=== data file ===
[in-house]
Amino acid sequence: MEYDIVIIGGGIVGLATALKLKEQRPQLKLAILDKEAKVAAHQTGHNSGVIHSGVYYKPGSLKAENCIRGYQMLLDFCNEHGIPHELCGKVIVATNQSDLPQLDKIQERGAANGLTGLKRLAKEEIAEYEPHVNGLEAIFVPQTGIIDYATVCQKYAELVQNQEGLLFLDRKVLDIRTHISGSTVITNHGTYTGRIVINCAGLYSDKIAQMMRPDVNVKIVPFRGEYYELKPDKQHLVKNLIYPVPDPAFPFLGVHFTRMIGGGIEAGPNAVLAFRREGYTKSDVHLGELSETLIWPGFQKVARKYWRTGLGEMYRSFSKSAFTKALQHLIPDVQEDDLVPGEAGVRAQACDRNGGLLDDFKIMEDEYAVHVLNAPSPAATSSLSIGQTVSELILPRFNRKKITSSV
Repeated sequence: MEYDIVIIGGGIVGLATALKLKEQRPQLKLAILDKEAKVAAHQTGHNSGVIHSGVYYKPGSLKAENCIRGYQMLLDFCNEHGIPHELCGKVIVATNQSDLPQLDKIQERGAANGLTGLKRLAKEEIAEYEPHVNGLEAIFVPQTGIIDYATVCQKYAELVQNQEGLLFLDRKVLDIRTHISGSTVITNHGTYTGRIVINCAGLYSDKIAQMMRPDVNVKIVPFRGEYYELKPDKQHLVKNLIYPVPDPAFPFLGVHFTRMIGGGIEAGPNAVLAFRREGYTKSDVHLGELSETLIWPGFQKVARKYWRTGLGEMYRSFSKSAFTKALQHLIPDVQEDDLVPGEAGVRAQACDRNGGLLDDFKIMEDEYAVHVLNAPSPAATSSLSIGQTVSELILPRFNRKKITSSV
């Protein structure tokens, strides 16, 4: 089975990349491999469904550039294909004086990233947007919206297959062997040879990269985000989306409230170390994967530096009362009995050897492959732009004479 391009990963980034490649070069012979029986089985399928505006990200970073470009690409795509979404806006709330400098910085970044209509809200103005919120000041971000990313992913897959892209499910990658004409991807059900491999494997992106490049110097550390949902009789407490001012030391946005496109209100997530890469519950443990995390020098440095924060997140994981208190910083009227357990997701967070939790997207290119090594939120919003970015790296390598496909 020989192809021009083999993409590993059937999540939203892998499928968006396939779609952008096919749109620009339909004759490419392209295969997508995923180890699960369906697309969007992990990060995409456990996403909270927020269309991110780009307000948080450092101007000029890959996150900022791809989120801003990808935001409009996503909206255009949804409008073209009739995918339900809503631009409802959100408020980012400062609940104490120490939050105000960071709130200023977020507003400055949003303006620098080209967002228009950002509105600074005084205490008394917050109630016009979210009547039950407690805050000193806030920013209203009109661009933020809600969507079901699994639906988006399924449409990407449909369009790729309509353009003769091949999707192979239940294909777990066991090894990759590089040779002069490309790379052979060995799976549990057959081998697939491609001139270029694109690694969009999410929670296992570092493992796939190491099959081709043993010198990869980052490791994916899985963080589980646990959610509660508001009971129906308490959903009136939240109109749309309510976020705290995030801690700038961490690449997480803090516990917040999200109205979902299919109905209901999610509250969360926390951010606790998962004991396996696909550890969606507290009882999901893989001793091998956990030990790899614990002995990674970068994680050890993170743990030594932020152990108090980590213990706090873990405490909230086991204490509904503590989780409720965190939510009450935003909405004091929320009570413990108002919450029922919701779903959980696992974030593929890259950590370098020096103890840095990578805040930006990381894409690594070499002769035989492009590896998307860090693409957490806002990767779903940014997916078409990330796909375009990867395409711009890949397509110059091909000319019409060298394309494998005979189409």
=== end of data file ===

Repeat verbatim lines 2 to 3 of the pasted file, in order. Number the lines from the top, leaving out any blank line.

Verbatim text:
Amino acid sequence: MEYDIVIIGGGIVGLATALKLKEQRPQLKLAILDKEAKVAAHQTGHNSGVIHSGVYYKPGSLKAENCIRGYQMLLDFCNEHGIPHELCGKVIVATNQSDLPQLDKIQERGAANGLTGLKRLAKEEIAEYEPHVNGLEAIFVPQTGIIDYATVCQKYAELVQNQEGLLFLDRKVLDIRTHISGSTVITNHGTYTGRIVINCAGLYSDKIAQMMRPDVNVKIVPFRGEYYELKPDKQHLVKNLIYPVPDPAFPFLGVHFTRMIGGGIEAGPNAVLAFRREGYTKSDVHLGELSETLIWPGFQKVARKYWRTGLGEMYRSFSKSAFTKALQHLIPDVQEDDLVPGEAGVRAQACDRNGGLLDDFKIMEDEYAVHVLNAPSPAATSSLSIGQTVSELILPRFNRKKITSSV
Repeated sequence: MEYDIVIIGGGIVGLATALKLKEQRPQLKLAILDKEAKVAAHQTGHNSGVIHSGVYYKPGSLKAENCIRGYQMLLDFCNEHGIPHELCGKVIVATNQSDLPQLDKIQERGAANGLTGLKRLAKEEIAEYEPHVNGLEAIFVPQTGIIDYATVCQKYAELVQNQEGLLFLDRKVLDIRTHISGSTVITNHGTYTGRIVINCAGLYSDKIAQMMRPDVNVKIVPFRGEYYELKPDKQHLVKNLIYPVPDPAFPFLGVHFTRMIGGGIEAGPNAVLAFRREGYTKSDVHLGELSETLIWPGFQKVARKYWRTGLGEMYRSFSKSAFTKALQHLIPDVQEDDLVPGEAGVRAQACDRNGGLLDDFKIMEDEYAVHVLNAPSPAATSSLSIGQTVSELILPRFNRKKITSSV